Reproductive tract of the female rabbit
Esther van Praag, Ph.D.
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The reproductive organ of the female rabbit is considered as "primitive". Indeed, the split two-horned system is only observed in monotreme egg lying mammals and in lagomorphs (pika, hare and rabbit). The organ is hold in place by a broad ligament that is anchored at 4 points under the vertebral column.
Sex differentiation occurs during the embryonic phase, on the 16th day post fertilization. The ovaries grow from an aggregate of cells that is lying near the original testes. The development of the ovaries is accompanied by the degeneration of the testes.
The development of the ovules (female reproductive cell) starts around the 21st day and continues till birth, around the 30th day. The first ova and follicles start to develop only 13 days after birth.
The reproductive organ of the female rabbit is duplex: the uterus is formed by two independent horns, split over their whole length (± 7 cm). Each horn possess its own cervix. The ovaries, ellipsoid bodies that have a maximal length of 1-1.5 cm, are located at the end of the uterus, right under the kidneys. They are hidden by the mesometrium (portion of the broad ligament that separates and encloses the uterus) and fat.
The vagina does not present any particularities. This part of the reproductive tract is large, with the urethra joining halfway, at the level of the vaginal vestibule. At the end of the vagina, the glands of Bartholin and prepucial glands can be recognized. The external part of the genital system, the vulva, is surrounded by fat glands. Sometims, these are filled with a white fatty subtance and become visible. Unlike an abscess or rabbit syphilis, these white "pimples" are normal and should not be treated.
Sebaceous (fat) glands surround the external genital parts of female and male rabbits. They are often not visible, except when full with a white fatty secretion. Here in this male rabbit. Females have those glands too, less numerous.
The age at which sexual maturity is reached depends on the size and the breed: while small and middle sized rabbits become adult between 4 and 6 months, it may take between 5 to 8 months for giant breeds. As a rule, it is considered that a rabbit is adult and able to reproduce when it has reached 75 to 80% of its adult size.
Female rabbits do not have a true estrus (heat) cycle with regular periods of heat (estrus), as do other small animals like dogs or cats. In fact, adult female rabbits are considered to be “reflex ovulators”, always in estrus . This means that ovulation is induced only after coital stimulation and happens automatically 9 to 13 h after the copulation act.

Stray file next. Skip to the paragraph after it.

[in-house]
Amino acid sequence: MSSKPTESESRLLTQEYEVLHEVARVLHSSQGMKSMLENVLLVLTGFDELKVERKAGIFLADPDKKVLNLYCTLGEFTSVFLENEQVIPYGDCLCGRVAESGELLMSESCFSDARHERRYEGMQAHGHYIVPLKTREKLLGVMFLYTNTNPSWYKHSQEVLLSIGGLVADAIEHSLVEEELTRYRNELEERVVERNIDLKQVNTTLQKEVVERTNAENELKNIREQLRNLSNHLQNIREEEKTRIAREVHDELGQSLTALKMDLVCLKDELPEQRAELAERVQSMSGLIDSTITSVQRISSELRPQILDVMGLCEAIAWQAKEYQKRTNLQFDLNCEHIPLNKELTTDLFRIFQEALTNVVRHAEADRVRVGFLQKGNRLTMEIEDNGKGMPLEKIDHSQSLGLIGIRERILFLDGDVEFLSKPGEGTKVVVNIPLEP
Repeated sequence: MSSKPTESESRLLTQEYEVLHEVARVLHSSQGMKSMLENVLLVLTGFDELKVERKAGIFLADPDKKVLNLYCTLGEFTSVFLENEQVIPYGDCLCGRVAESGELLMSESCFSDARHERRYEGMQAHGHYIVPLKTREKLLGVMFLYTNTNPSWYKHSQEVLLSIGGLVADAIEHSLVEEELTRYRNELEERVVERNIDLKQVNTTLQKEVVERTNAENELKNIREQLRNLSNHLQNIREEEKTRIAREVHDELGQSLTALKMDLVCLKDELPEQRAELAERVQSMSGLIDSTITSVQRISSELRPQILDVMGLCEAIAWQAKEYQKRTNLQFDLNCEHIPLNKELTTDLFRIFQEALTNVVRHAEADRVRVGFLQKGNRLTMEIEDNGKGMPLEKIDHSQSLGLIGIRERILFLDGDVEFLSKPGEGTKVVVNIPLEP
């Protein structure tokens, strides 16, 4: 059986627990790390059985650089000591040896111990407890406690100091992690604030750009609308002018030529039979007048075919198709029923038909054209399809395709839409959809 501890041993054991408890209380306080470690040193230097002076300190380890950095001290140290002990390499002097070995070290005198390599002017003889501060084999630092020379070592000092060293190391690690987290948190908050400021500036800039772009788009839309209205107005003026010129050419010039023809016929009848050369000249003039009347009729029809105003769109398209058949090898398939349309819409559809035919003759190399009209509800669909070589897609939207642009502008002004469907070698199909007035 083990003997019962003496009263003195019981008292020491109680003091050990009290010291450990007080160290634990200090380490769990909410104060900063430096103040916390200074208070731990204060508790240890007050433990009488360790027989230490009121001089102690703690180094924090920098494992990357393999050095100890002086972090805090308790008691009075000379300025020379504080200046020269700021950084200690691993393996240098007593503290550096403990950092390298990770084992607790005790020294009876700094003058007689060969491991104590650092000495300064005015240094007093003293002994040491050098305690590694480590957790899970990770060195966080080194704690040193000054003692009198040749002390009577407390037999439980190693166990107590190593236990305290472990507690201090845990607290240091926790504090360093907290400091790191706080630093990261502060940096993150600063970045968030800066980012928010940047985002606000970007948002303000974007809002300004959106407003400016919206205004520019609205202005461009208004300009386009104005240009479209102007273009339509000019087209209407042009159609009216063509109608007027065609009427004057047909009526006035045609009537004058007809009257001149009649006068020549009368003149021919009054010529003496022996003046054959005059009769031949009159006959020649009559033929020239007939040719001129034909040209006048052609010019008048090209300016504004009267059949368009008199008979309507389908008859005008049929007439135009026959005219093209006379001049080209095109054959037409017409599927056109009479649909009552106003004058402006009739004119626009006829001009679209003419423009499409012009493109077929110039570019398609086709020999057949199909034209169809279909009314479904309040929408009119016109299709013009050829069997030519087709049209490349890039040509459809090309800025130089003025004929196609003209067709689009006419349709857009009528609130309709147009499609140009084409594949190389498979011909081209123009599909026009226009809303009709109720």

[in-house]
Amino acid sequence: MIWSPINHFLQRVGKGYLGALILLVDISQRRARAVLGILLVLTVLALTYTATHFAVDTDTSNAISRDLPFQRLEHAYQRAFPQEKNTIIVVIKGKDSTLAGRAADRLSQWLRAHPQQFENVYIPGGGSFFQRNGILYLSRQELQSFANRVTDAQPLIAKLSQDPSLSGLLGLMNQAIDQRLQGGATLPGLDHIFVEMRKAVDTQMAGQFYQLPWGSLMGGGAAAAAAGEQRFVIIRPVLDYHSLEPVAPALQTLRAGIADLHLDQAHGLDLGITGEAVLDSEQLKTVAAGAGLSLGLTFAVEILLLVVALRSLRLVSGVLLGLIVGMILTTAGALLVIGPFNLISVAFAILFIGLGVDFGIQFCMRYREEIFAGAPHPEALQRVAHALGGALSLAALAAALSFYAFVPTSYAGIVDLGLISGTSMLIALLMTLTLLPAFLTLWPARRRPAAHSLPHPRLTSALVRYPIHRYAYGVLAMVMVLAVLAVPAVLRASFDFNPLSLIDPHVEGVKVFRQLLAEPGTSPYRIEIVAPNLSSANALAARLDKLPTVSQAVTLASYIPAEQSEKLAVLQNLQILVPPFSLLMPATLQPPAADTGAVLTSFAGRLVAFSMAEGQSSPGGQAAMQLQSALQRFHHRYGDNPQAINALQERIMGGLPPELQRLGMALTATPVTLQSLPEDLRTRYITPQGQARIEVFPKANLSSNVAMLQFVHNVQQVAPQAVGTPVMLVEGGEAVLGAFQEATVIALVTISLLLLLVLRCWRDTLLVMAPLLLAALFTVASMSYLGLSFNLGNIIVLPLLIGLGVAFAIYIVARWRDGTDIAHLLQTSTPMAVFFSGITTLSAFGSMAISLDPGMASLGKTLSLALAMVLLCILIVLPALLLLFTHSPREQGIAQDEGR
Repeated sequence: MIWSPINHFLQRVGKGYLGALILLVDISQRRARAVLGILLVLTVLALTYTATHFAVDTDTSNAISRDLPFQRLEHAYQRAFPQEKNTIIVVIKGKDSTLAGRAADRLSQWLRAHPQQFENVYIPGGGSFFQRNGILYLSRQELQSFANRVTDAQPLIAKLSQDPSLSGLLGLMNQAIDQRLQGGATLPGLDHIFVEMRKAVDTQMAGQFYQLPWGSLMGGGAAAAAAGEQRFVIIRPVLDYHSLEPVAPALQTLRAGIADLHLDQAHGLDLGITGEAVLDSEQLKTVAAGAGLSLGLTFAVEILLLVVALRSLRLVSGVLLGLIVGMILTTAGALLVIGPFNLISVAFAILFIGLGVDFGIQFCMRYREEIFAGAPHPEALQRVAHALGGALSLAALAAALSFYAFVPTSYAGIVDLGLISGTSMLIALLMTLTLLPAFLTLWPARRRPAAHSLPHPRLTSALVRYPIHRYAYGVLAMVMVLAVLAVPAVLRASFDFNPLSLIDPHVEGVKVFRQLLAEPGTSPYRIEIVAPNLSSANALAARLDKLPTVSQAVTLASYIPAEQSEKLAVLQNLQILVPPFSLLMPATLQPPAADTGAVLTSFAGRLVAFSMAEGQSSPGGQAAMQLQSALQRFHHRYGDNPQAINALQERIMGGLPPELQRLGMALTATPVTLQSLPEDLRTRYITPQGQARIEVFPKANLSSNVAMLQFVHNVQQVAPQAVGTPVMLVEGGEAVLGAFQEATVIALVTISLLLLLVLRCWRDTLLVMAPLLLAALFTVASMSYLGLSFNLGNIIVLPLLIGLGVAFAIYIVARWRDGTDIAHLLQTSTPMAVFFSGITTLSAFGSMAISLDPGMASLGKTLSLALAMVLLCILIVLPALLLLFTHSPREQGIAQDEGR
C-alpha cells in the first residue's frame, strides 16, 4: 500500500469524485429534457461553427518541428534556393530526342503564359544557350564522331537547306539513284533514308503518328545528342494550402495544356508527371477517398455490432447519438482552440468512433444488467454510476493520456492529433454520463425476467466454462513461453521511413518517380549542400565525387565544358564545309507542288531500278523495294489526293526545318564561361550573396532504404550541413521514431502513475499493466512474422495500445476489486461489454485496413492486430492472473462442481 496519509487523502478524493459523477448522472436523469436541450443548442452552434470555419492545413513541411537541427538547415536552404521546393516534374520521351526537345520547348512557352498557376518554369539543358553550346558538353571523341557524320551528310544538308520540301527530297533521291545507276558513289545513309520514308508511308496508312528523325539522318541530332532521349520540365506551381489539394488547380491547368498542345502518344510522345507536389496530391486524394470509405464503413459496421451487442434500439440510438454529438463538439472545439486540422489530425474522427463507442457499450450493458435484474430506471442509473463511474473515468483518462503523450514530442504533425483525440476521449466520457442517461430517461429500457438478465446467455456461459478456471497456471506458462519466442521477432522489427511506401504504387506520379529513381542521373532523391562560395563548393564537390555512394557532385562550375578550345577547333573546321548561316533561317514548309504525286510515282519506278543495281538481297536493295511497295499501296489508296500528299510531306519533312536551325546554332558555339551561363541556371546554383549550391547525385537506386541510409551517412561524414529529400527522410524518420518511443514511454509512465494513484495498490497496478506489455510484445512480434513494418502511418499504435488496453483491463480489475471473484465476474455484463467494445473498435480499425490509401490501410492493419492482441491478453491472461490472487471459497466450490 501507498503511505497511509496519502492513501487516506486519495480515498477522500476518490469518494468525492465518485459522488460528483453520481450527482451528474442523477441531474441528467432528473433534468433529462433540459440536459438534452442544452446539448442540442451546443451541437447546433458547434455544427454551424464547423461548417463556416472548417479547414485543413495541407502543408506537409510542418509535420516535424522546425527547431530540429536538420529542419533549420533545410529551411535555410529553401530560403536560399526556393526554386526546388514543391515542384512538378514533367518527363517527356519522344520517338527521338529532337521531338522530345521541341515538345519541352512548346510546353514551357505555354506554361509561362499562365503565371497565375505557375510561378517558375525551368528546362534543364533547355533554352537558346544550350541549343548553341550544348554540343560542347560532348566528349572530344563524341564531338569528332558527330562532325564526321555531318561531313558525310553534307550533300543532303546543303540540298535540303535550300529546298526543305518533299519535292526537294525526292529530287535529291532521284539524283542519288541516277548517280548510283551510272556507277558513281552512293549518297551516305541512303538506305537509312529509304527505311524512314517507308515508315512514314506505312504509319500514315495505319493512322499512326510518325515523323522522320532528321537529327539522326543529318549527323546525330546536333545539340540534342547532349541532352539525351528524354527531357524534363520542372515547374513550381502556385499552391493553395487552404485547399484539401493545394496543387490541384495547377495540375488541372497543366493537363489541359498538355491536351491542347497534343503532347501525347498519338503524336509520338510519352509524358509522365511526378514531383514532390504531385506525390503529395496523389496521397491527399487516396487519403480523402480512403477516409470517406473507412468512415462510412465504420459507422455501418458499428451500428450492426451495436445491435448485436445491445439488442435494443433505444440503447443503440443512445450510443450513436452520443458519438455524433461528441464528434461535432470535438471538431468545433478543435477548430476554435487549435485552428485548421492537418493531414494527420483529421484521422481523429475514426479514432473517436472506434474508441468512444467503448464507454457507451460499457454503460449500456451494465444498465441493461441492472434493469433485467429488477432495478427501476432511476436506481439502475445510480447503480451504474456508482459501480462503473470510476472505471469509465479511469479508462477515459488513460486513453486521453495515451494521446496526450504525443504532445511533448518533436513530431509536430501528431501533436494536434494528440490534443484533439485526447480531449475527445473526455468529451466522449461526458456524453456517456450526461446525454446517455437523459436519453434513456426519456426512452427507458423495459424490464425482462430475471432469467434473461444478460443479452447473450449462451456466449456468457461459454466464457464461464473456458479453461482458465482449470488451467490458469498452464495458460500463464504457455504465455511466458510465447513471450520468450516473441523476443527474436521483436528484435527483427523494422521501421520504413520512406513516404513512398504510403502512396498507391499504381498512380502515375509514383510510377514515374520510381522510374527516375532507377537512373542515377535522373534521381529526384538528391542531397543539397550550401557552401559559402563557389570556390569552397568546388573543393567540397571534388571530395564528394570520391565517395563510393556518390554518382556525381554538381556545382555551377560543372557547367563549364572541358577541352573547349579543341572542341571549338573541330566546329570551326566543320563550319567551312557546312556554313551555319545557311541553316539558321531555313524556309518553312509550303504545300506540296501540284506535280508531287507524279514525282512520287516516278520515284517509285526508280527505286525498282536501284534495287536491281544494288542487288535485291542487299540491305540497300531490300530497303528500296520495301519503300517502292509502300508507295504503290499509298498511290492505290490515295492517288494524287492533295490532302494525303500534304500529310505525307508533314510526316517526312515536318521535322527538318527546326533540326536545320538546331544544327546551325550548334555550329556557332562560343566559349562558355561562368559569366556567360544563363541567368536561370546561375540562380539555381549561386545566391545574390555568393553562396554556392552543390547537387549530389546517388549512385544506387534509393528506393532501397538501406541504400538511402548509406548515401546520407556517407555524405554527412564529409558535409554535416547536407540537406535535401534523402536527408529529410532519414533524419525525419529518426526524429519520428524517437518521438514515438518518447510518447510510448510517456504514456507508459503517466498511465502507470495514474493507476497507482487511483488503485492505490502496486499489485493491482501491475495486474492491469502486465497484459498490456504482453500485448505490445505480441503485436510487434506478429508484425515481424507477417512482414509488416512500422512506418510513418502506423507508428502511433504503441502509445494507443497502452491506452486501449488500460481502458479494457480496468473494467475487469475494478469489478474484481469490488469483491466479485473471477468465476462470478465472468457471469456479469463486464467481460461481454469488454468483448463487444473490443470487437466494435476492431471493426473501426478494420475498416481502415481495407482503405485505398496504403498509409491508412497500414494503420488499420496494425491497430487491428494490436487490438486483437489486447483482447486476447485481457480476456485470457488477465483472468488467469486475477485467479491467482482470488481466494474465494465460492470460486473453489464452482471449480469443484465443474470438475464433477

Female rabbits are, however, not continuously ready to get fertilized and produce offspring, A certain cycle does nevertheless exist. Factors inducing an estrus cycle are not well understood; they may be seasonal factors, light intensity, length of the day, temperature and, possibly, molting. Females that are ready to be fertilized (presence of ripe follicles) present changes of the external parts of female genitals (vulva): swelling and dark red to purple coloration. Female rabbits are then receptive to a male rabbit and accept to mate when their vulva is reddish/purple.
When a doe is in a less fertile period, her vulva is pale and small. She will not cooperate, refuse the presence of a male rabbit and will refuse to be mounted. This is no clear indication though, as some female rabbits will mate when their vulva is pale and small.
Swollen purple vulva of a receptive female
To avoid problems related to mating, health (ovarian adenocarcinoma, endometritis) or/and unwanted litter, ovariohysterectomy is recommended, starting at the age of 6 months. The breed of the rabbit must be taken into account, before performing the operation.
Thanks are due to Michel Gruaz (Switzerland) and to Akira Yamanouchi, for their permissions to use pictures from VEIN (Veterinary Exotic Information Network, http://vein.ne.jp/).
Elizabeth V. Hillyer,Katherine Quesenberry,Sandra Valkoff (1997) Ferrets, Rabbits and Rodents: Clinical Medicine and Surgery. Saunders W B Co., p. 230.
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C . A Mc Laughlin, R. B. Chiasson (1990) Laboratory Anatomy of the Rabbit. McGraw Hill, p. 83.